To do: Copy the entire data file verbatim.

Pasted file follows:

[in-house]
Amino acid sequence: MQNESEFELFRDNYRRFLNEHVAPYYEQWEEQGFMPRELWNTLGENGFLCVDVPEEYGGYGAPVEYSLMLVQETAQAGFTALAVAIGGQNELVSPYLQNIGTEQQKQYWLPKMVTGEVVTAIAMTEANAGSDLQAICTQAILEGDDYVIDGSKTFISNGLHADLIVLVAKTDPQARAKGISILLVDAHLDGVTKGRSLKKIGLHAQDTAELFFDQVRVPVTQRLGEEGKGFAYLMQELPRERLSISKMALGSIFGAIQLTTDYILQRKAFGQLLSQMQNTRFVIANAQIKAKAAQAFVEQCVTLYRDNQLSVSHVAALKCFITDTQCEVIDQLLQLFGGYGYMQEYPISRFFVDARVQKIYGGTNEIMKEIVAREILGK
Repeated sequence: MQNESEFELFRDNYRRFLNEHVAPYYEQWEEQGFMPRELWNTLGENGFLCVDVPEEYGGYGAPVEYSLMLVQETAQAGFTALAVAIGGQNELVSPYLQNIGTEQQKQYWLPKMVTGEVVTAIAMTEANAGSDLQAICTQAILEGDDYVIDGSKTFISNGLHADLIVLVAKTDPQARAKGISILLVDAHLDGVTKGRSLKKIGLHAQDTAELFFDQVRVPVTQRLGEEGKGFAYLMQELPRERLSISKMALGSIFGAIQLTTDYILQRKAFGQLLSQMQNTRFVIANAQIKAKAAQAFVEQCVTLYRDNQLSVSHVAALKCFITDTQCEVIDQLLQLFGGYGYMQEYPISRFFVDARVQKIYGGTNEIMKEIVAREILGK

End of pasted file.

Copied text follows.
[in-house]
Amino acid sequence: MQNESEFELFRDNYRRFLNEHVAPYYEQWEEQGFMPRELWNTLGENGFLCVDVPEEYGGYGAPVEYSLMLVQETAQAGFTALAVAIGGQNELVSPYLQNIGTEQQKQYWLPKMVTGEVVTAIAMTEANAGSDLQAICTQAILEGDDYVIDGSKTFISNGLHADLIVLVAKTDPQARAKGISILLVDAHLDGVTKGRSLKKIGLHAQDTAELFFDQVRVPVTQRLGEEGKGFAYLMQELPRERLSISKMALGSIFGAIQLTTDYILQRKAFGQLLSQMQNTRFVIANAQIKAKAAQAFVEQCVTLYRDNQLSVSHVAALKCFITDTQCEVIDQLLQLFGGYGYMQEYPISRFFVDARVQKIYGGTNEIMKEIVAREILGK
Repeated sequence: MQNESEFELFRDNYRRFLNEHVAPYYEQWEEQGFMPRELWNTLGENGFLCVDVPEEYGGYGAPVEYSLMLVQETAQAGFTALAVAIGGQNELVSPYLQNIGTEQQKQYWLPKMVTGEVVTAIAMTEANAGSDLQAICTQAILEGDDYVIDGSKTFISNGLHADLIVLVAKTDPQARAKGISILLVDAHLDGVTKGRSLKKIGLHAQDTAELFFDQVRVPVTQRLGEEGKGFAYLMQELPRERLSISKMALGSIFGAIQLTTDYILQRKAFGQLLSQMQNTRFVIANAQIKAKAAQAFVEQCVTLYRDNQLSVSHVAALKCFITDTQCEVIDQLLQLFGGYGYMQEYPISRFFVDARVQKIYGGTNEIMKEIVAREILGK